Conducting system of heart

 Elongated, branching
cells containing 1-2
centrally located nuclei
 Contains actin and
myosin myofilaments
 Intercalated disks:
specialized cell-cell
 Cell membranes
 Desmosomes hold cells
 Gap junctions allow action
potentials to move from one
cell to the next.
 Electrically, cardiac
muscle of the atria and of
the ventricles behaves as
single unit
• Mitochondria comprise 30% of volume of the cell vs. 2% in skeletal
The Action Potential in Skeletal and Cardiac
Figure 20.15
Cardiac Muscle Contraction
 Heart muscle:
 Is stimulated by nerves and is self-excitable
 Contracts as a unit; no motor units
 Has a long (250 ms) absolute refractory period
 Cardiac muscle contraction is similar to skeletal
muscle contraction, i.e., sliding-filaments
Conductive System of Heart
Conduction System of the Heart
 SA node: sinoatrial node. The pacemaker.
 Specialized cardiac muscle cells.
 Generate spontaneous action potentials (autorhythmic tissue).
 Action potentials pass to atrial muscle cells and to the AV node
 AV node: atrioventricular node.
 Action potentials conducted more slowly here than in any other part of
 Ensures ventricles receive signal to contract after atria have contracted
 AV bundle: passes through hole in cardiac skeleton to reach
interventricular septum
 Right and left bundle branches: extend beneath endocardium to apices
of right and left ventricles
 Purkinje fibers:
 Large diameter cardiac muscle cells with few myofibrils.
 Many gap junctions.
 Conduct action potential to ventricular muscle cells (myocardium)
 Autorhythmic cells:
 Initiate action potentials
 Have unstable resting potentials called pacemaker
 Use calcium influx (rather than sodium) for rising
phase of the action potential
Sequence of Excitation
 Sinoatrial (SA) node generates impulses about 75
 Atrioventricular (AV) node delays the impulse
approximately 0.1 second
 Impulse passes from atria to ventricles via the
atrioventricular bundle (bundle of His) to the Purkinje
fibers and finally to the myocardial fibers
Impulse Conduction through
the Heart
Pacemaker and Action Potentials
of the Heart
Pacemaker potentials
 Rhythmically discharging cells have a membrane potential
that, after each impulse, declines to the firing level. Thus,
this Prepotential pacemaker potential triggers the next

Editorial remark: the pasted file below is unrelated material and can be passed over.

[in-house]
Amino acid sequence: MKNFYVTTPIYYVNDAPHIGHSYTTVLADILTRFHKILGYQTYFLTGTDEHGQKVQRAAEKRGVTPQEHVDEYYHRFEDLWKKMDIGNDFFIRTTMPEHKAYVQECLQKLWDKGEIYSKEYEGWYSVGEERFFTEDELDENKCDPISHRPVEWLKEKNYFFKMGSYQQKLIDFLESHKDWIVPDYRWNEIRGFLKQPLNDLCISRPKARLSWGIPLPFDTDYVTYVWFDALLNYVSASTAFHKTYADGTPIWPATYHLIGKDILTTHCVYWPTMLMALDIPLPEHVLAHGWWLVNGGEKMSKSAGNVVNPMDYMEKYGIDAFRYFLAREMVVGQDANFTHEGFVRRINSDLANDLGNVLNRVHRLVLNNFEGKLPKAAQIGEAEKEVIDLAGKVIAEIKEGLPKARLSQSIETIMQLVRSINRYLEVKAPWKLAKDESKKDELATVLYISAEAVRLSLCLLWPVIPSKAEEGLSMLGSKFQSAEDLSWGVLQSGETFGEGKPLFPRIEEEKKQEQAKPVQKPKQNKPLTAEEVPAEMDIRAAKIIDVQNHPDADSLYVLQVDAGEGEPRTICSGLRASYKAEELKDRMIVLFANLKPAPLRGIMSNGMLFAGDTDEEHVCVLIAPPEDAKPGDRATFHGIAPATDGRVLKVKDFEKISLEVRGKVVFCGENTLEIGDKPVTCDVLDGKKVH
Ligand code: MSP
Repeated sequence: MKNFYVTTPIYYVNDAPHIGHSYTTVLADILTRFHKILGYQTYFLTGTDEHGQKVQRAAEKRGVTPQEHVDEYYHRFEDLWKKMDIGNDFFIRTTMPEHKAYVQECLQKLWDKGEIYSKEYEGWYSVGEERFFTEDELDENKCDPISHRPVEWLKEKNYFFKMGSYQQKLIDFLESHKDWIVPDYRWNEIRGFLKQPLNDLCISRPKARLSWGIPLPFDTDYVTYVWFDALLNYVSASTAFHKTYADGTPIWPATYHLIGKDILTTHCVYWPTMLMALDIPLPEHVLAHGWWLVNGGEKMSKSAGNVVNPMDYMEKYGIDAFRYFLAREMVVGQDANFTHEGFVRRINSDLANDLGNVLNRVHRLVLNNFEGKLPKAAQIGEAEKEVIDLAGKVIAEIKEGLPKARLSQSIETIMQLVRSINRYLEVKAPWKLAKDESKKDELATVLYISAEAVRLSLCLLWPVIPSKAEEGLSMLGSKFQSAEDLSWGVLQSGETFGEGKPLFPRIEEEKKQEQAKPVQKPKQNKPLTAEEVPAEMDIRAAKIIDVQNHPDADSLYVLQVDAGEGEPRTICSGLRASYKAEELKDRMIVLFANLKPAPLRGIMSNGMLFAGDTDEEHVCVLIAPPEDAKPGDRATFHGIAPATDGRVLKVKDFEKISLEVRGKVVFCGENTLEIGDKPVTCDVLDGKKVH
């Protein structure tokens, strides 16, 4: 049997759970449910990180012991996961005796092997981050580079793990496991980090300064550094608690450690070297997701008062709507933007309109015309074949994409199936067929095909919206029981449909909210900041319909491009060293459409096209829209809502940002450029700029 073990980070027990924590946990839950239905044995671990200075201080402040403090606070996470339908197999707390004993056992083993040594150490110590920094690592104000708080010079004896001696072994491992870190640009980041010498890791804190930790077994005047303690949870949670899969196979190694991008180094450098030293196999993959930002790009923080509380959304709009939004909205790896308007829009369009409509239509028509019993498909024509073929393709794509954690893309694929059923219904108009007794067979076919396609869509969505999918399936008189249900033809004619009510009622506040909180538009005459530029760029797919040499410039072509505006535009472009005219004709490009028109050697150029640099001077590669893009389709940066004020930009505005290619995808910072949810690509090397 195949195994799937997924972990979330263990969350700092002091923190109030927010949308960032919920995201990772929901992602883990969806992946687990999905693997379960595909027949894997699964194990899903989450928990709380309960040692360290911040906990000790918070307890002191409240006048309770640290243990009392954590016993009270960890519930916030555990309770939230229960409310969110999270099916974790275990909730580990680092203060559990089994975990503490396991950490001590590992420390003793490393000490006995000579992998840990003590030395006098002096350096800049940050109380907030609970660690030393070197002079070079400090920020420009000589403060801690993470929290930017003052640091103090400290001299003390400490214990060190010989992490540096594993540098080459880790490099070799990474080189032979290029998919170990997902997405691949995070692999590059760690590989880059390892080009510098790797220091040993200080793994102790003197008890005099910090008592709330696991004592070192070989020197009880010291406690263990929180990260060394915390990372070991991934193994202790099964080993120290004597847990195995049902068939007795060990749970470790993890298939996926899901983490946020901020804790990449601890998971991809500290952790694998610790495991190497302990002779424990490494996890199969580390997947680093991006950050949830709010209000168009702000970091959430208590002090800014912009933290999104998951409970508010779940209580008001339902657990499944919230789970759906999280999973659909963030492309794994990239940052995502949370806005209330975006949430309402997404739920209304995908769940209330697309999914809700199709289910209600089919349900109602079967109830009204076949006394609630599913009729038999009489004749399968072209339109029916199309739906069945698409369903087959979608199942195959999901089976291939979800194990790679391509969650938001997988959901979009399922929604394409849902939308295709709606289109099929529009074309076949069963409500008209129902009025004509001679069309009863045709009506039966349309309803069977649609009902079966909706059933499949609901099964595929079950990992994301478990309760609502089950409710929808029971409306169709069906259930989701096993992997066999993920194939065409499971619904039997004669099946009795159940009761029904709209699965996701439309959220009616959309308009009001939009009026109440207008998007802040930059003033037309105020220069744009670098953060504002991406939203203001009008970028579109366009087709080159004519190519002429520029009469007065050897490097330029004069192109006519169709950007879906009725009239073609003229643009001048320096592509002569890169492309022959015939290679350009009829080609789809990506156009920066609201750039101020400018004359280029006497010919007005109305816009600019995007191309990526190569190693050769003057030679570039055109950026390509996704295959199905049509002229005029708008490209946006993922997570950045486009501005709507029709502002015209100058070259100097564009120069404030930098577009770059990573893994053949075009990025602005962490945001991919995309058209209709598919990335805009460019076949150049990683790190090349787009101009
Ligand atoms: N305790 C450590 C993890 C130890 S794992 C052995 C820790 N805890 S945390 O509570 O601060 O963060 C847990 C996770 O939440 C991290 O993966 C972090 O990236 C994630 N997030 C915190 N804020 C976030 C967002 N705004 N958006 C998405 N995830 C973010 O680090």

 At the peak of each impulse, IK begins and brings about
repolarization. IK then declines, and a channel that can
pass both Na+ and K+ is activated. Because this channel is
activated following hyperpolarization, it is referred to as an
“h” channel; however, because of its unusual (funny)
activation this has also been dubbed an “f” channel
 As I h increases,the membrane begins to depolarize,
forming the first part of the prepotential. Ca2+ channels
then open
 These are of two types in the heart, the T(for
transient)channels and the L(for
 The action potentials in the SA and AV nodes are
largely due to Ca2+ , with no contribution by Na+
influx. Consequently, there is no sharp, rapid
depolarizing spike before the plateau,as there is in
other parts of the conduction system and the atrial
and ventricular fibers
 In addition, prepotentials are normally prominent only
in the SA and AV nodes. However, “latent pacemakers”
are present in other portions of the conduction system
that can take over when the SA and AV nodes are
depressed or conduction from them is blocked. Atrial
and ventricular muscle fibers do not have
prepotentials, and they discharge spontaneously only
when injured or abnormal
Depolarization of SA Node
 SA node - no stable resting membrane potential
 Pacemaker potential
 gradual depolarization from -60 mV, slow influx of Na+
 Action potential
 occurs at threshold of -40 mV
 depolarizing phase to 0 mV
fast Ca2+ channels open, (Ca2+ in)
 repolarizing phase
K+ channels open, (K+ out)
at -60 mV K+ channels close, pacemaker potential starts over
 Each depolarization creates one heartbeat
 SA node at rest fires at 0.8 sec, about 75 bpm
 SA nodal fibers continuous with atrial fibers
 Three Inter-nodal Pathways
 Anterior: Bachmen
 Middle: Wenckebach
 Posterior: Thorel
 Contain fibers similar to purkinji fibers
 With rapid conduction
Av nodal delay
 Depolarization initiated in the SA node
 spreads radially through the atria,
 then converges on the AV node.
 Atrial depolarization is complete in about 0.1 s.
Because conduction in the AV node is slow (Table 30–
1), a delay of about 0.1 s(AV nodal delay)occurs before
excitation spreads to the ventricles
 The slow conduction in transitional nodal and
penetrating A-V bundle fibers which is caused by
lesser number of gap junctions between the cells in
conducting pathways result in great resistance to
conduction of excitatory ions from one fiber to next.
 Rapid transmission in ventricular purkenji system at a
velocity of 1.5 – 4 m/s.
 Rapid transmission in purkenji system is caused by
high level of permeability of gap junction between the
 One way conduction through A-V bundle.
 The A-V bundle passes downward in ventricular
septum from 5 -15 mm dividing into left and right
bundle branches.
 Left bundle branch gives of anterior fascicle and
posterior fascicle
 Purkenji fibers penetrate the ventricular muscle
 Velocity of transmission in ventricular m uscle 0.3- 0.5
Ectopic Pace Makers
 SA node functions as pace maker of heart because its rate of
discharge is 70-80 times per minute
AV node discharges at 40 – 60 per minute
Purkenji system discharge at 15 – 40 per minute.
ectopic pace makers if any part of the heart devalops rhythmical
discharge that is more rapid than SA node
AV node or purkenji fibers some times become ectopic pace
Atrial and ventricular muscle devalops excessive excitability to
and become the pace maker
The blockage of transmission from the SA node to other parts of
heart may result in ectopic focci.
Stokes Adams syndrome
An Electrocardiogram